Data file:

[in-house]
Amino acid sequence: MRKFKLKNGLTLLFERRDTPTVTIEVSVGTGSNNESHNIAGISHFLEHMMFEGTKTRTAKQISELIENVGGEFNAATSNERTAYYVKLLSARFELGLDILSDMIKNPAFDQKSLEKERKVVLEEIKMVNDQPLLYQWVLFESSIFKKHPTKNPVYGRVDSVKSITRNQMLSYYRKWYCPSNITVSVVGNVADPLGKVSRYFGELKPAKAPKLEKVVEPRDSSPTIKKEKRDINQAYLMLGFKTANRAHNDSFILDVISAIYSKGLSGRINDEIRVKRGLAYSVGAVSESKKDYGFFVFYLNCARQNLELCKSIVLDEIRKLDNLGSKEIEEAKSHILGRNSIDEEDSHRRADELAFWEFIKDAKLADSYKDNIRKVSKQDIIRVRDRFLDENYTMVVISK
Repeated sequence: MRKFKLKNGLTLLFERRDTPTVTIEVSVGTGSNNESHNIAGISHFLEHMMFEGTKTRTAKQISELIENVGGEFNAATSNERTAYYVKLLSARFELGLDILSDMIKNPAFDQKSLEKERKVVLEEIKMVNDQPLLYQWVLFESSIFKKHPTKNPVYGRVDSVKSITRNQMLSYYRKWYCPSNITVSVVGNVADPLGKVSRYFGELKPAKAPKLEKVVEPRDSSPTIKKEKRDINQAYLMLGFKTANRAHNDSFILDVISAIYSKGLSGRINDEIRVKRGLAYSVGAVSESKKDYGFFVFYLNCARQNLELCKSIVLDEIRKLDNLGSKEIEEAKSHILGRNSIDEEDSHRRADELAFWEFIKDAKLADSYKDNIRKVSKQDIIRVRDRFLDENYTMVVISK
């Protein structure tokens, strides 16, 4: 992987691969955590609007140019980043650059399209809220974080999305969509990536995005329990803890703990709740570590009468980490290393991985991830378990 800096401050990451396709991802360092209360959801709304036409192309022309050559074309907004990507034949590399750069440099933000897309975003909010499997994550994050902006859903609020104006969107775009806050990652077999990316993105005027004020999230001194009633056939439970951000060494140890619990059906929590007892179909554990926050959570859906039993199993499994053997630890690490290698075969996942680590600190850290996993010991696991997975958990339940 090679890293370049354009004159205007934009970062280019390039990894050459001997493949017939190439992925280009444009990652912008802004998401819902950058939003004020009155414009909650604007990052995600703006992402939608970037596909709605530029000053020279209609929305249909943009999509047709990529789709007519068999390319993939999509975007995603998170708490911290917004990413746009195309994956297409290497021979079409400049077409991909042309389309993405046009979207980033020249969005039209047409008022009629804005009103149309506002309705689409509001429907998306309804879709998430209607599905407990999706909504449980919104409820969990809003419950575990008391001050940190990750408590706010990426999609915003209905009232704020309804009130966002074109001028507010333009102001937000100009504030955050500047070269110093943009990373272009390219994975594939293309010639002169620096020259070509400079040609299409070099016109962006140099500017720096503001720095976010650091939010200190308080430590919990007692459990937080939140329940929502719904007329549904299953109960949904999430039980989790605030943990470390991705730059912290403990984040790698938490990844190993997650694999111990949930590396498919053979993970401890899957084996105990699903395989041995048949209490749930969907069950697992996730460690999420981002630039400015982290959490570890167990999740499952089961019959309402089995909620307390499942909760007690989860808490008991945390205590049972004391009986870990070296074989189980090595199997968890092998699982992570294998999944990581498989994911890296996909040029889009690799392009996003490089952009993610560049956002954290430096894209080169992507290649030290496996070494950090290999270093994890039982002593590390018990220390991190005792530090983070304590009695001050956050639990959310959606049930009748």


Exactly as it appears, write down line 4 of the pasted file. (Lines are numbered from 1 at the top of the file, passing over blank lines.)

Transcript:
């Protein structure tokens, strides 16, 4: 992987691969955590609007140019980043650059399209809220974080999305969509990536995005329990803890703990709740570590009468980490290393991985991830378990 800096401050990451396709991802360092209360959801709304036409192309022309050559074309907004990507034949590399750069440099933000897309975003909010499997994550994050902006859903609020104006969107775009806050990652077999990316993105005027004020999230001194009633056939439970951000060494140890619990059906929590007892179909554990926050959570859906039993199993499994053997630890690490290698075969996942680590600190850290996993010991696991997975958990339940 090679890293370049354009004159205007934009970062280019390039990894050459001997493949017939190439992925280009444009990652912008802004998401819902950058939003004020009155414009909650604007990052995600703006992402939608970037596909709605530029000053020279209609929305249909943009999509047709990529789709007519068999390319993939999509975007995603998170708490911290917004990413746009195309994956297409290497021979079409400049077409991909042309389309993405046009979207980033020249969005039209047409008022009629804005009103149309506002309705689409509001429907998306309804879709998430209607599905407990999706909504449980919104409820969990809003419950575990008391001050940190990750408590706010990426999609915003209905009232704020309804009130966002074109001028507010333009102001937000100009504030955050500047070269110093943009990373272009390219994975594939293309010639002169620096020259070509400079040609299409070099016109962006140099500017720096503001720095976010650091939010200190308080430590919990007692459990937080939140329940929502719904007329549904299953109960949904999430039980989790605030943990470390991705730059912290403990984040790698938490990844190993997650694999111990949930590396498919053979993970401890899957084996105990699903395989041995048949209490749930969907069950697992996730460690999420981002630039400015982290959490570890167990999740499952089961019959309402089995909620307390499942909760007690989860808490008991945390205590049972004391009986870990070296074989189980090595199997968890092998699982992570294998999944990581498989994911890296996909040029889009690799392009996003490089952009993610560049956002954290430096894209080169992507290649030290496996070494950090290999270093994890039982002593590390018990220390991190005792530090983070304590009695001050956050639990959310959606049930009748």